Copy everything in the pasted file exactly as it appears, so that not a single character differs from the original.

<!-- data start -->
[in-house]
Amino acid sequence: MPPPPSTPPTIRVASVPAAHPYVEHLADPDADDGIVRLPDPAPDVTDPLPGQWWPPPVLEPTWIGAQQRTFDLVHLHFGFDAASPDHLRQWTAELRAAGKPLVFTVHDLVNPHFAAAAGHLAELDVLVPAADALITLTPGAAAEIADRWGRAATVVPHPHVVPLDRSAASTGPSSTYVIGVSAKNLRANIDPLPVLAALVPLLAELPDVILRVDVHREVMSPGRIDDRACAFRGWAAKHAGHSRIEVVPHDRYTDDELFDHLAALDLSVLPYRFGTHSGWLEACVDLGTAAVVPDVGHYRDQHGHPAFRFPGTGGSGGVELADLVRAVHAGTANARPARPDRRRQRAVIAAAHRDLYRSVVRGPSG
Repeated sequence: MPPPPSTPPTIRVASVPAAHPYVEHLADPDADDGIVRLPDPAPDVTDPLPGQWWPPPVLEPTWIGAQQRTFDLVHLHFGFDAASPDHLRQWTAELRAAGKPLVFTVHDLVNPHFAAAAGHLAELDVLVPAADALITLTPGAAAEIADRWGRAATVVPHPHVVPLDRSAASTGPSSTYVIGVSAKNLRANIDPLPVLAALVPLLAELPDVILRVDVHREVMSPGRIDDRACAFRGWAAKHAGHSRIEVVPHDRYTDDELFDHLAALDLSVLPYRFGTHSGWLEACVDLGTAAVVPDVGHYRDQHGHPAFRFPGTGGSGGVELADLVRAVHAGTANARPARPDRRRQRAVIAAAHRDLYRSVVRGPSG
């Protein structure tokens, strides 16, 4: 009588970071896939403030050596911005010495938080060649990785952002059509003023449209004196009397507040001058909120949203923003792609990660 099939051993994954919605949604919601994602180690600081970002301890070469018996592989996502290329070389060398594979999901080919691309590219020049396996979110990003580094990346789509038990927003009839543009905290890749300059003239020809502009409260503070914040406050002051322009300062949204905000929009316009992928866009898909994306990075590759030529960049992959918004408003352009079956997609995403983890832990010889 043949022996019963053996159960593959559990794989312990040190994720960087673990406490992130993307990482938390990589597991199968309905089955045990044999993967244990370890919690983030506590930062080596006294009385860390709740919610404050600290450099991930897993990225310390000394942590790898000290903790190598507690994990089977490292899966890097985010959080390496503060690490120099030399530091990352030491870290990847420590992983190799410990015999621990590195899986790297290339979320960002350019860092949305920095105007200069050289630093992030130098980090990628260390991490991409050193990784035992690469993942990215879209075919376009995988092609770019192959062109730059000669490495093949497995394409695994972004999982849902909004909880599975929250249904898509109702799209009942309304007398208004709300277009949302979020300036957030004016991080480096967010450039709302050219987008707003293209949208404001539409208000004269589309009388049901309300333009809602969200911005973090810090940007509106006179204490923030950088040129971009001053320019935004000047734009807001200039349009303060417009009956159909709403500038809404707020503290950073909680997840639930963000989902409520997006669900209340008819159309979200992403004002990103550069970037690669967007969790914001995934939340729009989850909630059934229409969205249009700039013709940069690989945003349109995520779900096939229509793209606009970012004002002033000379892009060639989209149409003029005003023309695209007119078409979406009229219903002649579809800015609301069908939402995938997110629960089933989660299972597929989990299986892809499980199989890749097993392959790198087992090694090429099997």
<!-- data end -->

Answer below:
[in-house]
Amino acid sequence: MPPPPSTPPTIRVASVPAAHPYVEHLADPDADDGIVRLPDPAPDVTDPLPGQWWPPPVLEPTWIGAQQRTFDLVHLHFGFDAASPDHLRQWTAELRAAGKPLVFTVHDLVNPHFAAAAGHLAELDVLVPAADALITLTPGAAAEIADRWGRAATVVPHPHVVPLDRSAASTGPSSTYVIGVSAKNLRANIDPLPVLAALVPLLAELPDVILRVDVHREVMSPGRIDDRACAFRGWAAKHAGHSRIEVVPHDRYTDDELFDHLAALDLSVLPYRFGTHSGWLEACVDLGTAAVVPDVGHYRDQHGHPAFRFPGTGGSGGVELADLVRAVHAGTANARPARPDRRRQRAVIAAAHRDLYRSVVRGPSG
Repeated sequence: MPPPPSTPPTIRVASVPAAHPYVEHLADPDADDGIVRLPDPAPDVTDPLPGQWWPPPVLEPTWIGAQQRTFDLVHLHFGFDAASPDHLRQWTAELRAAGKPLVFTVHDLVNPHFAAAAGHLAELDVLVPAADALITLTPGAAAEIADRWGRAATVVPHPHVVPLDRSAASTGPSSTYVIGVSAKNLRANIDPLPVLAALVPLLAELPDVILRVDVHREVMSPGRIDDRACAFRGWAAKHAGHSRIEVVPHDRYTDDELFDHLAALDLSVLPYRFGTHSGWLEACVDLGTAAVVPDVGHYRDQHGHPAFRFPGTGGSGGVELADLVRAVHAGTANARPARPDRRRQRAVIAAAHRDLYRSVVRGPSG
């Protein structure tokens, strides 16, 4: 009588970071896939403030050596911005010495938080060649990785952002059509003023449209004196009397507040001058909120949203923003792609990660 099939051993994954919605949604919601994602180690600081970002301890070469018996592989996502290329070389060398594979999901080919691309590219020049396996979110990003580094990346789509038990927003009839543009905290890749300059003239020809502009409260503070914040406050002051322009300062949204905000929009316009992928866009898909994306990075590759030529960049992959918004408003352009079956997609995403983890832990010889 043949022996019963053996159960593959559990794989312990040190994720960087673990406490992130993307990482938390990589597991199968309905089955045990044999993967244990370890919690983030506590930062080596006294009385860390709740919610404050600290450099991930897993990225310390000394942590790898000290903790190598507690994990089977490292899966890097985010959080390496503060690490120099030399530091990352030491870290990847420590992983190799410990015999621990590195899986790297290339979320960002350019860092949305920095105007200069050289630093992030130098980090990628260390991490991409050193990784035992690469993942990215879209075919376009995988092609770019192959062109730059000669490495093949497995394409695994972004999982849902909004909880599975929250249904898509109702799209009942309304007398208004709300277009949302979020300036957030004016991080480096967010450039709302050219987008707003293209949208404001539409208000004269589309009388049901309300333009809602969200911005973090810090940007509106006179204490923030950088040129971009001053320019935004000047734009807001200039349009303060417009009956159909709403500038809404707020503290950073909680997840639930963000989902409520997006669900209340008819159309979200992403004002990103550069970037690669967007969790914001995934939340729009989850909630059934229409969205249009700039013709940069690989945003349109995520779900096939229509793209606009970012004002002033000379892009060639989209149409003029005003023309695209007119078409979406009229219903002649579809800015609301069908939402995938997110629960089933989660299972597929989990299986892809499980199989890749097993392959790198087992090694090429099997």